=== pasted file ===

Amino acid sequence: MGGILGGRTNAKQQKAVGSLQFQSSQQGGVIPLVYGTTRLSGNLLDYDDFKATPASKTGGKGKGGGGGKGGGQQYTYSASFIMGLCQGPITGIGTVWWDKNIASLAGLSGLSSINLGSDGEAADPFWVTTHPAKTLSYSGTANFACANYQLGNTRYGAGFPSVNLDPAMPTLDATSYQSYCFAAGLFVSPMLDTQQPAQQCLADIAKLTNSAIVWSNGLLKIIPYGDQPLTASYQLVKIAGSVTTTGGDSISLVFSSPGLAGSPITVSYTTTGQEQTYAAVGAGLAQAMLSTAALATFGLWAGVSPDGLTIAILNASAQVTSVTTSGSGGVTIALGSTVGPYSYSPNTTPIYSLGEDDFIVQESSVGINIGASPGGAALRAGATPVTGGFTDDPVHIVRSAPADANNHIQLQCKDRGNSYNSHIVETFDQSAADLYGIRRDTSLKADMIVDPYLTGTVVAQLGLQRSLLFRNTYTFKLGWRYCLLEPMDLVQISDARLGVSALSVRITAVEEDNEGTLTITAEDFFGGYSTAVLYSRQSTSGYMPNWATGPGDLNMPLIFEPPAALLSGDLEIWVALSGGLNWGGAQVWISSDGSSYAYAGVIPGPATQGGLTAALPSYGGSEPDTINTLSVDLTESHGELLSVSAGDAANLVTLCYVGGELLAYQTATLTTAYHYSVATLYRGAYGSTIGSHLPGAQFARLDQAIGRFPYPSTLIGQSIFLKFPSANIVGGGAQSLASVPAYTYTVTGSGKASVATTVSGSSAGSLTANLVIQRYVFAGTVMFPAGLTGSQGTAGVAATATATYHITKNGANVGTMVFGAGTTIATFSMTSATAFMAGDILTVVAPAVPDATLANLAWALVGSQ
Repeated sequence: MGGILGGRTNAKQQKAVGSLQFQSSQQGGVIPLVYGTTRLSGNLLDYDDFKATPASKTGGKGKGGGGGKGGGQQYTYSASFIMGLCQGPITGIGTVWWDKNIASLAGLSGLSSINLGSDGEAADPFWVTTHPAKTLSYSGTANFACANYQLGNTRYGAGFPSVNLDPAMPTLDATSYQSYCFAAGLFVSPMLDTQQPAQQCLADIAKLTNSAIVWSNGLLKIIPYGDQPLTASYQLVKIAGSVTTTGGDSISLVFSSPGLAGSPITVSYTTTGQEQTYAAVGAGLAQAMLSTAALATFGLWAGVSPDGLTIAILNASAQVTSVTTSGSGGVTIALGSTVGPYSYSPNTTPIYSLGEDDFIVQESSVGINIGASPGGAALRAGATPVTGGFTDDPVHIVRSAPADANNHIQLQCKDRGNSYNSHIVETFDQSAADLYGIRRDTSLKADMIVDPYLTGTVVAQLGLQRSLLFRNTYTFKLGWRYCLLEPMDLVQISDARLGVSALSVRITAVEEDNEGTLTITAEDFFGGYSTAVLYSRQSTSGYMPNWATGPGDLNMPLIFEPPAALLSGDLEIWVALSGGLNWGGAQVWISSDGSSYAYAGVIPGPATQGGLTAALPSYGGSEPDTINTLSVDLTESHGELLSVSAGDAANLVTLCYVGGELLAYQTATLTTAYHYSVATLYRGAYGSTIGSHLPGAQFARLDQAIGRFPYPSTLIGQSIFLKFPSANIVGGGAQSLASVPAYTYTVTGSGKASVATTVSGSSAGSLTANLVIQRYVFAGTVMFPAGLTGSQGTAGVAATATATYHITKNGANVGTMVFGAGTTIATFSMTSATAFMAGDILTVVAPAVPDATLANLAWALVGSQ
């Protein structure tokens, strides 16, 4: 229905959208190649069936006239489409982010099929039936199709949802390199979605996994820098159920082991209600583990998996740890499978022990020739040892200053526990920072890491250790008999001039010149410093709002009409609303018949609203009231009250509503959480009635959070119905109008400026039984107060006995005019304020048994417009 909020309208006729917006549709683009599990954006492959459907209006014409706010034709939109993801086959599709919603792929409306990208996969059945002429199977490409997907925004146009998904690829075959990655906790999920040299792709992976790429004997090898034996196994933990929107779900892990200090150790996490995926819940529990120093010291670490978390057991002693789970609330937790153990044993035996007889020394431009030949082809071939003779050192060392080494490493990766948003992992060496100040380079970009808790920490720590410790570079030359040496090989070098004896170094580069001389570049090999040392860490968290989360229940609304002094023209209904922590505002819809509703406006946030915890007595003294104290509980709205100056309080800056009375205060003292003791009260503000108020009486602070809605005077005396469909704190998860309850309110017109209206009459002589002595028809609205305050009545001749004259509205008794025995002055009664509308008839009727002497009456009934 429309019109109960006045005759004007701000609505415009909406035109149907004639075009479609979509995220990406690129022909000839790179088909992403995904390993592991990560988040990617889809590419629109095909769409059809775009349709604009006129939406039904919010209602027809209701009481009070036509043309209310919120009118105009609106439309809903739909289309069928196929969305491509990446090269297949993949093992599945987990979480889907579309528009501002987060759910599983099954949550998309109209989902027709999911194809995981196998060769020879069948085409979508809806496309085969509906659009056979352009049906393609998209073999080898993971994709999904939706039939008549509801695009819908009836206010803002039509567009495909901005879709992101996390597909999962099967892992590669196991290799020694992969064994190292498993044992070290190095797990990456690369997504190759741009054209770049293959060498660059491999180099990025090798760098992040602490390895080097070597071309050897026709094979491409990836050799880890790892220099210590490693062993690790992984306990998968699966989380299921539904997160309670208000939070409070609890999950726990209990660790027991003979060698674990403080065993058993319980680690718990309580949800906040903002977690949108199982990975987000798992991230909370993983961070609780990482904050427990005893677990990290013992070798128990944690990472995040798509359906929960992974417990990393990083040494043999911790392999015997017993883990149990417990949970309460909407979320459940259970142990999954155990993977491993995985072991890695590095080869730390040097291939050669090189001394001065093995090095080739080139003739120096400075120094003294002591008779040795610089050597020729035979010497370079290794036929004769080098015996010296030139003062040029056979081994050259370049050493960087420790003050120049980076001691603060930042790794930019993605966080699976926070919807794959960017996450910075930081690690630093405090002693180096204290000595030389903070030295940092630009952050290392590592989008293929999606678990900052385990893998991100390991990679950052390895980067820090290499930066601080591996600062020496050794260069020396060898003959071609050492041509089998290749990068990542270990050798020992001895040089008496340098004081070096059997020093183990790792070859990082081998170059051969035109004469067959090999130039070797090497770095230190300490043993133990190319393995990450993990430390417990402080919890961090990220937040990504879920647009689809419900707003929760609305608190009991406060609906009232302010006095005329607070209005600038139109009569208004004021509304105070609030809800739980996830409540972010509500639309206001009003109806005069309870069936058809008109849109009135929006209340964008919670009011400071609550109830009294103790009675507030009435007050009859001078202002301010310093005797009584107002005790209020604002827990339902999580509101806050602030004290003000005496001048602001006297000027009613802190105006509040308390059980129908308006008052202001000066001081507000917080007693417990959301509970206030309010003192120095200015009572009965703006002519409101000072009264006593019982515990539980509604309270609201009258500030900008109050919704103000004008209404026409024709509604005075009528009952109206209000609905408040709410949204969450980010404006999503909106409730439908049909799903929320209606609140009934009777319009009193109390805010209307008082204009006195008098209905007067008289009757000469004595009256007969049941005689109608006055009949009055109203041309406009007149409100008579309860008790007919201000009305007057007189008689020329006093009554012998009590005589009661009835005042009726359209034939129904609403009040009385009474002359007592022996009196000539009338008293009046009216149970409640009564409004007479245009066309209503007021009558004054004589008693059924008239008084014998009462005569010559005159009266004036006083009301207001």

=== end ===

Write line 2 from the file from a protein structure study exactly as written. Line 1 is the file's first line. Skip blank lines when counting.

Repeated sequence: MGGILGGRTNAKQQKAVGSLQFQSSQQGGVIPLVYGTTRLSGNLLDYDDFKATPASKTGGKGKGGGGGKGGGQQYTYSASFIMGLCQGPITGIGTVWWDKNIASLAGLSGLSSINLGSDGEAADPFWVTTHPAKTLSYSGTANFACANYQLGNTRYGAGFPSVNLDPAMPTLDATSYQSYCFAAGLFVSPMLDTQQPAQQCLADIAKLTNSAIVWSNGLLKIIPYGDQPLTASYQLVKIAGSVTTTGGDSISLVFSSPGLAGSPITVSYTTTGQEQTYAAVGAGLAQAMLSTAALATFGLWAGVSPDGLTIAILNASAQVTSVTTSGSGGVTIALGSTVGPYSYSPNTTPIYSLGEDDFIVQESSVGINIGASPGGAALRAGATPVTGGFTDDPVHIVRSAPADANNHIQLQCKDRGNSYNSHIVETFDQSAADLYGIRRDTSLKADMIVDPYLTGTVVAQLGLQRSLLFRNTYTFKLGWRYCLLEPMDLVQISDARLGVSALSVRITAVEEDNEGTLTITAEDFFGGYSTAVLYSRQSTSGYMPNWATGPGDLNMPLIFEPPAALLSGDLEIWVALSGGLNWGGAQVWISSDGSSYAYAGVIPGPATQGGLTAALPSYGGSEPDTINTLSVDLTESHGELLSVSAGDAANLVTLCYVGGELLAYQTATLTTAYHYSVATLYRGAYGSTIGSHLPGAQFARLDQAIGRFPYPSTLIGQSIFLKFPSANIVGGGAQSLASVPAYTYTVTGSGKASVATTVSGSSAGSLTANLVIQRYVFAGTVMFPAGLTGSQGTAGVAATATATYHITKNGANVGTMVFGAGTTIATFSMTSATAFMAGDILTVVAPAVPDATLANLAWALVGSQ